3

I have a very simple question. I'm wondering how to type a certain symbol in TeX. I've never encountered this symbol before today, and even after perusing the list of TeX symbols I can't find it. I saw a problem like this:

Add

$6<200^\circ-4<50^\circ$

Except instead of <200 the 200 was sort of... in the <. Like the < was to the left and below the 200. Imagine $\sqrt{200}$ but instead of a square root to the left and above, you have a < but to the left and below.

By the way, I tried Detexify.

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    I just tried to imagine what you are describing, but my imagination powers are limited. Can post a picture of the sign? – Johannes_B Dec 3 '14 at 17:37
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    Package steinmetz? – Luigi Dec 3 '14 at 17:43
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    A quick search for phase in the Comprehensive LaTeX symbols list finds it as part of the steinmetz package. So, this is a clear duplicate - the answer would have been found by scrolling through the documentation. – Werner Dec 3 '14 at 18:50
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    I voted for reopen: it may be useful reference for future visits. Maybe the OP could edit the title to make it more informative. – Claudio Fiandrino Dec 3 '14 at 18:58
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    @Luigi: That's true, and that's why we have How to look up a symbol or identify a math symbol or character? as an FAQ. People should not just use Detexify and give up. They should look at other options and once that's been fully explored, ask a question here. Otherwise I would consider it a duplicate. – Werner Dec 3 '14 at 19:01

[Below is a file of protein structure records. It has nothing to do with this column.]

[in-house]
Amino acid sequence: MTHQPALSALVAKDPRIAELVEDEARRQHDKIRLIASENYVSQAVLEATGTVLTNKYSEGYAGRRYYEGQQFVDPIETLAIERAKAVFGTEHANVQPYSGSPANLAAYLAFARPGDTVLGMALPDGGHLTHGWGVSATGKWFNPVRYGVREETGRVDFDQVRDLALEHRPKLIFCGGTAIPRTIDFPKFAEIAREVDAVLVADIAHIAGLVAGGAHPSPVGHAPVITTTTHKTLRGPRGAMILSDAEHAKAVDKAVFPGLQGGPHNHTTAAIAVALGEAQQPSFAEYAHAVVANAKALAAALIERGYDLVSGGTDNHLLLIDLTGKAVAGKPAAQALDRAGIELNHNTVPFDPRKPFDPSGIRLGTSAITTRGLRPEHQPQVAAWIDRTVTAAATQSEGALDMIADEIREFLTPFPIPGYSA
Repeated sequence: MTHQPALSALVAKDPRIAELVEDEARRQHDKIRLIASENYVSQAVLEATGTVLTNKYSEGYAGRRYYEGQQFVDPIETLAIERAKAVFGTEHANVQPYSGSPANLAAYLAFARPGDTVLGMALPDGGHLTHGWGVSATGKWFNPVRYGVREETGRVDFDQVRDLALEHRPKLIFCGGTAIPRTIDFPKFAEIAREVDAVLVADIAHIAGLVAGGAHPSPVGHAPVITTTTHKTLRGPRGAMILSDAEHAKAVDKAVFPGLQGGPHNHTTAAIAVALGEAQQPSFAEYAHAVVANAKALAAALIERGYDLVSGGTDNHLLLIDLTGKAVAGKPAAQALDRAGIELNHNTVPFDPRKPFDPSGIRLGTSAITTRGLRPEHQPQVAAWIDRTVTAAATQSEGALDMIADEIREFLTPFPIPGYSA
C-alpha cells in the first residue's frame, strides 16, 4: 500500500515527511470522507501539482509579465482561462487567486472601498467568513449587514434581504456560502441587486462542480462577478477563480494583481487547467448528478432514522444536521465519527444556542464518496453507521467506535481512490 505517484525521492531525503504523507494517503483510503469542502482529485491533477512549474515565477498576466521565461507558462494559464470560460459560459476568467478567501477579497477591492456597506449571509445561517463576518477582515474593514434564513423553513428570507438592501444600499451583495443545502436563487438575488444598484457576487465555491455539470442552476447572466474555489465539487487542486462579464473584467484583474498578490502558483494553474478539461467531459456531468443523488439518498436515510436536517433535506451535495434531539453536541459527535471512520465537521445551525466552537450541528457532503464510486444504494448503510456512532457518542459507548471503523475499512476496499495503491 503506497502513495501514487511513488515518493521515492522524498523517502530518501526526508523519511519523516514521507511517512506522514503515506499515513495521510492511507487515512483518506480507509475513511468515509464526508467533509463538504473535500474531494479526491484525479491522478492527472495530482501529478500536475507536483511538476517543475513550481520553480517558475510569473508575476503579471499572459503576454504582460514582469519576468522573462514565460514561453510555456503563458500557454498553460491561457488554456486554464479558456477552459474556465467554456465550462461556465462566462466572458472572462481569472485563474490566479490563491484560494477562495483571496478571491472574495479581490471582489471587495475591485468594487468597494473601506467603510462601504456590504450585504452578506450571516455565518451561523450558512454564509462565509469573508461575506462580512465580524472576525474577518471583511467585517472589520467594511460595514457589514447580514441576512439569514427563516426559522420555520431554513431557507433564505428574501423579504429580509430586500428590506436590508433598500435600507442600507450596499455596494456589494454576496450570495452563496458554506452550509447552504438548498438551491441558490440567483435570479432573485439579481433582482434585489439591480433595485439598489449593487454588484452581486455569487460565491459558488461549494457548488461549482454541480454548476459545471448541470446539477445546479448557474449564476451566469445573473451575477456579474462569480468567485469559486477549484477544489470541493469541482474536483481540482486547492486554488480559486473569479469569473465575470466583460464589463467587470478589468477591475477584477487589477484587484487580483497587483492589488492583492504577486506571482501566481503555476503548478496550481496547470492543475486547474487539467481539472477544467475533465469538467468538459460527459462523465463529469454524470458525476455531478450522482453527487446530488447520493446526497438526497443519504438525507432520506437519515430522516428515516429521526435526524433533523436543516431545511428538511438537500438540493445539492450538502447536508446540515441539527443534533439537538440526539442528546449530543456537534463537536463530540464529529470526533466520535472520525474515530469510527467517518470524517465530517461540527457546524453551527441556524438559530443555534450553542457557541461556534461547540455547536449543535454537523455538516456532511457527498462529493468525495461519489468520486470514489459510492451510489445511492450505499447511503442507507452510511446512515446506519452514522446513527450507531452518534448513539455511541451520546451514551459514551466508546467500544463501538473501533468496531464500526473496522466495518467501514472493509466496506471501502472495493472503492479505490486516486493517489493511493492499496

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You are describing the so called Steinmetz notation for complex numbers (or angle notation): the number on the left is the magnitude, the one on the right is the argument of the complex number. You can use the \phase command from the steinmetz package.

\documentclass{article}
\usepackage{steinmetz}

\begin{document}
$6\phase{200^\circ}-4\phase{50^\circ}$
\end{document}

enter image description here

  • I'm asking who's the author of this famous package. ;-) – egreg Dec 3 '14 at 22:01
  • @egreg, ça va sans dire – Luigi Dec 4 '14 at 7:54
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This is just an extension of Luigi's answer where the siunitx package is used to typeset the physical quantities in a consistent way:

\documentclass{article}

\usepackage{steinmetz}
\usepackage{siunitx}

\begin{document}

$6\phase{\ang{200}} - 4\phase{\ang{50}}$

\end{document}

output

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    I upvoted your answer. Even better to use the \ang command from the siunitx package. – Luigi Dec 5 '14 at 17:56

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